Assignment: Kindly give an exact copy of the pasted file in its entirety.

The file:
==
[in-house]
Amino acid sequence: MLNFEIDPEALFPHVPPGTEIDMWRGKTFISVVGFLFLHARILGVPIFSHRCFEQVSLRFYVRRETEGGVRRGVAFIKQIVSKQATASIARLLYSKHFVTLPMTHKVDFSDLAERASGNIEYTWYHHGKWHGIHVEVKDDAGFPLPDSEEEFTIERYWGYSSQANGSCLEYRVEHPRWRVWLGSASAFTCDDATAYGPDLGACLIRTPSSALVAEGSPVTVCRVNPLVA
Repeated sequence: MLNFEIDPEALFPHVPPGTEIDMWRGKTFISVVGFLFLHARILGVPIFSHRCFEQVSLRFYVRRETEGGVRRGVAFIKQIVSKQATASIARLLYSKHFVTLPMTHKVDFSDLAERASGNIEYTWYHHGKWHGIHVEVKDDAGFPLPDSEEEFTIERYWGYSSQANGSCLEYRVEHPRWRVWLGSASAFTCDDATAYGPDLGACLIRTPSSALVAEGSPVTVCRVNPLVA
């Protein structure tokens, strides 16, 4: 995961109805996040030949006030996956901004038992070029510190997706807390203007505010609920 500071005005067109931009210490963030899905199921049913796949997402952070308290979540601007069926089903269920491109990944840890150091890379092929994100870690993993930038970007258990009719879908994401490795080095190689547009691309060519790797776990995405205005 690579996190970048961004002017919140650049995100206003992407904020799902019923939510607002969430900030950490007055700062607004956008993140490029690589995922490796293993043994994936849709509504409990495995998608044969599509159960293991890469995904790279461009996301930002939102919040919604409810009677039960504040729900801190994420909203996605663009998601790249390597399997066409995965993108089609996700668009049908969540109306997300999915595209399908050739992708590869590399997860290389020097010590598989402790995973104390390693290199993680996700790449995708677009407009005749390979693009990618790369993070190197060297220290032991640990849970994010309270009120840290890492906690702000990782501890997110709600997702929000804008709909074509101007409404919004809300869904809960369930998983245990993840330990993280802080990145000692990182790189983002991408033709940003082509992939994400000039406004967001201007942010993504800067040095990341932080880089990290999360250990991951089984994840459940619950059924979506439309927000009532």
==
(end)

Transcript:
[in-house]
Amino acid sequence: MLNFEIDPEALFPHVPPGTEIDMWRGKTFISVVGFLFLHARILGVPIFSHRCFEQVSLRFYVRRETEGGVRRGVAFIKQIVSKQATASIARLLYSKHFVTLPMTHKVDFSDLAERASGNIEYTWYHHGKWHGIHVEVKDDAGFPLPDSEEEFTIERYWGYSSQANGSCLEYRVEHPRWRVWLGSASAFTCDDATAYGPDLGACLIRTPSSALVAEGSPVTVCRVNPLVA
Repeated sequence: MLNFEIDPEALFPHVPPGTEIDMWRGKTFISVVGFLFLHARILGVPIFSHRCFEQVSLRFYVRRETEGGVRRGVAFIKQIVSKQATASIARLLYSKHFVTLPMTHKVDFSDLAERASGNIEYTWYHHGKWHGIHVEVKDDAGFPLPDSEEEFTIERYWGYSSQANGSCLEYRVEHPRWRVWLGSASAFTCDDATAYGPDLGACLIRTPSSALVAEGSPVTVCRVNPLVA
């Protein structure tokens, strides 16, 4: 995961109805996040030949006030996956901004038992070029510190997706807390203007505010609920 500071005005067109931009210490963030899905199921049913796949997402952070308290979540601007069926089903269920491109990944840890150091890379092929994100870690993993930038970007258990009719879908994401490795080095190689547009691309060519790797776990995405205005 690579996190970048961004002017919140650049995100206003992407904020799902019923939510607002969430900030950490007055700062607004956008993140490029690589995922490796293993043994994936849709509504409990495995998608044969599509159960293991890469995904790279461009996301930002939102919040919604409810009677039960504040729900801190994420909203996605663009998601790249390597399997066409995965993108089609996700668009049908969540109306997300999915595209399908050739992708590869590399997860290389020097010590598989402790995973104390390693290199993680996700790449995708677009407009005749390979693009990618790369993070190197060297220290032991640990849970994010309270009120840290890492906690702000990782501890997110709600997702929000804008709909074509101007409404919004809300869904809960369930998983245990993840330990993280802080990145000692990182790189983002991408033709940003082509992939994400000039406004967001201007942010993504800067040095990341932080880089990290999360250990991951089984994840459940619950059924979506439309927000009532």